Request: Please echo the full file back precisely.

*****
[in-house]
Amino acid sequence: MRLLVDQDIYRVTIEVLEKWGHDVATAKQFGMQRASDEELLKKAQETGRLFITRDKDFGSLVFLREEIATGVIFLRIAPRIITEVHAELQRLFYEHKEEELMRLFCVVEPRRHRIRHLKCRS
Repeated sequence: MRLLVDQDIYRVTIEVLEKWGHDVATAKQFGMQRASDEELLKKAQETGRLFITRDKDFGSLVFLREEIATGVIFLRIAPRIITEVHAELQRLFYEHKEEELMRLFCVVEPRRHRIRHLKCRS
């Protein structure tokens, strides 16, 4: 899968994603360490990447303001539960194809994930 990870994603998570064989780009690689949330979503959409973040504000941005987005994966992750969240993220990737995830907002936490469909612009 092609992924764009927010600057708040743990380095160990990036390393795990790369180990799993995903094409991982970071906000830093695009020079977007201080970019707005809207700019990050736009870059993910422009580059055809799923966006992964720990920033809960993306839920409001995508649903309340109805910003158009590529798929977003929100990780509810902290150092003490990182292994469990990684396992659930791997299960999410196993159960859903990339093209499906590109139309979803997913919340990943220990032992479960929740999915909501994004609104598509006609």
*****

[in-house]
Amino acid sequence: MRLLVDQDIYRVTIEVLEKWGHDVATAKQFGMQRASDEELLKKAQETGRLFITRDKDFGSLVFLREEIATGVIFLRIAPRIITEVHAELQRLFYEHKEEELMRLFCVVEPRRHRIRHLKCRS
Repeated sequence: MRLLVDQDIYRVTIEVLEKWGHDVATAKQFGMQRASDEELLKKAQETGRLFITRDKDFGSLVFLREEIATGVIFLRIAPRIITEVHAELQRLFYEHKEEELMRLFCVVEPRRHRIRHLKCRS
């Protein structure tokens, strides 16, 4: 899968994603360490990447303001539960194809994930 990870994603998570064989780009690689949330979503959409973040504000941005987005994966992750969240993220990737995830907002936490469909612009 092609992924764009927010600057708040743990380095160990990036390393795990790369180990799993995903094409991982970071906000830093695009020079977007201080970019707005809207700019990050736009870059993910422009580059055809799923966006992964720990920033809960993306839920409001995508649903309340109805910003158009590529798929977003929100990780509810902290150092003490990182292994469990990684396992659930791997299960999410196993159960859903990339093209499906590109139309979803997913919340990943220990032992479960929740999915909501994004609104598509006609």